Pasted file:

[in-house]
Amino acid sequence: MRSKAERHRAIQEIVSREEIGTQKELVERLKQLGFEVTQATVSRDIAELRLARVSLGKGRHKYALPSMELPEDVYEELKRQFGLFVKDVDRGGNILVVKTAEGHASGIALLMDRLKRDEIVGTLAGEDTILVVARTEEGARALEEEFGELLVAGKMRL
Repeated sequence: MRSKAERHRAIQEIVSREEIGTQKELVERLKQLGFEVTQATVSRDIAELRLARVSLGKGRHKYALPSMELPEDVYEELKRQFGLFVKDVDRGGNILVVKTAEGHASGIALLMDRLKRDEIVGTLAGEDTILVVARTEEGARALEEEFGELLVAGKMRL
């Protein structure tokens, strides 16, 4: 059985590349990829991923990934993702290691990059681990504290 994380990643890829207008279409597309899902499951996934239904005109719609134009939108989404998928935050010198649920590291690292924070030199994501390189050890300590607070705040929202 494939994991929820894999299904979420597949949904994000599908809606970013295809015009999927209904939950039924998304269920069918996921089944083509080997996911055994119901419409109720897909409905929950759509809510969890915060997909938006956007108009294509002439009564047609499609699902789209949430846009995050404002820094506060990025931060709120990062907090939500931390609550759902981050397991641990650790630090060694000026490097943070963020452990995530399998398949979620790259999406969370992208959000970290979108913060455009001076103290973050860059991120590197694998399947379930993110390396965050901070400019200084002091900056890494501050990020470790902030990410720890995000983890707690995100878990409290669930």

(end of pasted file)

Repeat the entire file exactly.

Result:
[in-house]
Amino acid sequence: MRSKAERHRAIQEIVSREEIGTQKELVERLKQLGFEVTQATVSRDIAELRLARVSLGKGRHKYALPSMELPEDVYEELKRQFGLFVKDVDRGGNILVVKTAEGHASGIALLMDRLKRDEIVGTLAGEDTILVVARTEEGARALEEEFGELLVAGKMRL
Repeated sequence: MRSKAERHRAIQEIVSREEIGTQKELVERLKQLGFEVTQATVSRDIAELRLARVSLGKGRHKYALPSMELPEDVYEELKRQFGLFVKDVDRGGNILVVKTAEGHASGIALLMDRLKRDEIVGTLAGEDTILVVARTEEGARALEEEFGELLVAGKMRL
């Protein structure tokens, strides 16, 4: 059985590349990829991923990934993702290691990059681990504290 994380990643890829207008279409597309899902499951996934239904005109719609134009939108989404998928935050010198649920590291690292924070030199994501390189050890300590607070705040929202 494939994991929820894999299904979420597949949904994000599908809606970013295809015009999927209904939950039924998304269920069918996921089944083509080997996911055994119901419409109720897909409905929950759509809510969890915060997909938006956007108009294509002439009564047609499609699902789209949430846009995050404002820094506060990025931060709120990062907090939500931390609550759902981050397991641990650790630090060694000026490097943070963020452990995530399998398949979620790259999406969370992208959000970290979108913060455009001076103290973050860059991120590197694998399947379930993110390396965050901070400019200084002091900056890494501050990020470790902030990410720890995000983890707690995100878990409290669930």